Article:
Long term, residential treatment services, ranging from medical stabilization, residential treatment, outpatient to sober living.

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Briana Sefcik

Briana Sefcik

“I’m Vice President and Executive Clinical Director for Brazos. Day in and day out that means that I oversee the clinical portion of Brazos and work alongside Josh, our CEO, in regards to the overall program operations. I get asked a lot why I’m in the field of addiction treatment when I don't have a personal recovery story around drugs and/or alcohol. I actually do have a personal recovery story, but it's around al-anon, ACA work and process addictions. It's interesting because the catalyst for me getting into personal recovery was when I started working in this field. I was interested in chemical dependency when I started my Social Work major at Texas Tech so I minored in Substance Abuse Studies. It was the strangest thing because I would go to all of these open AA meetings and I just felt at home. I couldn’t relate to the drink part of it but I could relate to the emotions underneath it. From that moment on, I always felt like I had a home in that fellowship and that was furthered by a desire to seek a career in the treatment of addictions. Little did I know how much I would learn about myself while in the process of learning to help others, especially how spiritually bankrupt I was at the time. After trying to do the work my own way, just going to meetings and listening, I realized I needed more help. So I asked my employer at the time to if they would support me going to treatment. I didn’t plan on going to a six-week program, but i did and I’ll never regret that decision as it catapulted me into a real recovery that I had only seen possible in others. I have so much gratitude for the people in my life at that time and their ability to see past my illness and to help me on my path to freedom. Since that experience, I’ve gone to a couple of week-long intensives to stay on track and continue to improve myself and my connection to God. Continuing to do this inner work is very empowering and allows me to truly show up for my family, friends, my employer and my co-workers as best I can. I’m not perfect by any means, and I know I still have a lot of work to do, but I trust in my Higher Power and I trust the process of recovery. I am especially grateful to this place, Brazos, for allowing me to continue my journey in recovery and support me when I need to take time off for me. Not all places practice what they preach, so I feel truly blessed to have a home here.”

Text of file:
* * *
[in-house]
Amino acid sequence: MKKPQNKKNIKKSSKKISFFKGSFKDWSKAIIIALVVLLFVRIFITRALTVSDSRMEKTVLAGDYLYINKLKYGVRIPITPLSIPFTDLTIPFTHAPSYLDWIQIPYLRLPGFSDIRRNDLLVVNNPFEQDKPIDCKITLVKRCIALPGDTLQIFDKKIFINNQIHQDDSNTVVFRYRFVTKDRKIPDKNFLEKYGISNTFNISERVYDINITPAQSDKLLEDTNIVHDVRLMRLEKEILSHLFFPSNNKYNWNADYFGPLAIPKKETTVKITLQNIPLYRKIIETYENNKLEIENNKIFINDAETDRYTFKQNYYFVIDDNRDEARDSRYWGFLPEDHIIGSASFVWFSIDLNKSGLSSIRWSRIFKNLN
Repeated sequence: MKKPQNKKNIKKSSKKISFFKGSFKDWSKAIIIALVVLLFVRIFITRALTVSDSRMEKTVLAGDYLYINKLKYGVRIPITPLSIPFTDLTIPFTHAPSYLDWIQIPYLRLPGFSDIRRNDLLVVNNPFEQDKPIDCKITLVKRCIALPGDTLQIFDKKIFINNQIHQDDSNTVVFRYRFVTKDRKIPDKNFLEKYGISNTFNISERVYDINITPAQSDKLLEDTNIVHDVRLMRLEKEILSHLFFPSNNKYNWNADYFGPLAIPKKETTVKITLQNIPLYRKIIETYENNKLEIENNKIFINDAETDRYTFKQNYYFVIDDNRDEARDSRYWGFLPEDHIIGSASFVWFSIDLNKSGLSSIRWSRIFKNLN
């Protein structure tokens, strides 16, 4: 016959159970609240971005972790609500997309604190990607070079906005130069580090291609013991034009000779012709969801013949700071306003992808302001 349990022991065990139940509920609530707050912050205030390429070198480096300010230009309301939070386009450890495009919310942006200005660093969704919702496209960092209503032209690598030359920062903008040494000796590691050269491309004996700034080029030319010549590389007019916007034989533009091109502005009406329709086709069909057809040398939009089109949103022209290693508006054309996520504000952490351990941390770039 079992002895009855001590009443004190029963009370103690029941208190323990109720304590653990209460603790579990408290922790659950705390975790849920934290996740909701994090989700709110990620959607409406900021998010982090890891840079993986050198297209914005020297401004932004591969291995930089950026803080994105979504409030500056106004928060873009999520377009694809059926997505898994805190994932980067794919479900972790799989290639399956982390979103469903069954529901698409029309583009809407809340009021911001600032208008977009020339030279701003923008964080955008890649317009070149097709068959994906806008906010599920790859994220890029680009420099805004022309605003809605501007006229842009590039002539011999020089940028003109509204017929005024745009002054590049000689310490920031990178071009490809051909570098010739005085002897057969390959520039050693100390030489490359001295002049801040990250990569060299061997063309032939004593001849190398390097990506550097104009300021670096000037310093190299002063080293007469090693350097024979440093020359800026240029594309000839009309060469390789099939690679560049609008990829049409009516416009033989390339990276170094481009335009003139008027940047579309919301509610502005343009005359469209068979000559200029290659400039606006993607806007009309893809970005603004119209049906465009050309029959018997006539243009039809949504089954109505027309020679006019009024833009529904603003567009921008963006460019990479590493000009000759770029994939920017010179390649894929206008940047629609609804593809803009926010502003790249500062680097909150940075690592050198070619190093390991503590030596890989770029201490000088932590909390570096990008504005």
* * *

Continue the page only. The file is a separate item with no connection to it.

“Working in the treatment industry you’re going to experience loss. My first job was at a treatment center and patients do a cup ceremony where they decorate a cup when you graduate from the program. They’re supposed to come back when they have a year of sobriety and take the cup home. When people die though they put a black ribbon around the cup and do a black ribbon ceremony. I remember the first time I was a part of one of those and it was for a client that I had worked with directly. And afterwards i was just sorting through those bits and pieces of memory and asking was there something I could have done or said. Thankfully I had a couple of really strong ladies there who took me under their wing and were really instrumental in helping me see that it’s not my fault and that I’m just not that powerful. So those were some of the early powerful experiences I had in this field and it was really important that I was able to sit down with people who’d been around longer to help me make sense of that.”

"At the same time, I’ve been able to sit back and watch people come in on death’s doorstep, carrying so much pain and guilt and trauma. And yet we begin the process of healing with them and get to watch them day by day start to shed some of it. It’s almost a visible transformation. You start to see them stand taller. A smile actually reaches their eyes. There’s a gentleman that I actually worked with that had a lot of issues like this. Abuse, neglect and so on. And to see the man that he has become by just allowing us to help him and being courageous enough to face his past and to do that difficult work. To see him on graduation… to see his face was beautiful. Here we are close to a year later and he’s doing awesome. Those experiences are unforgettable.”

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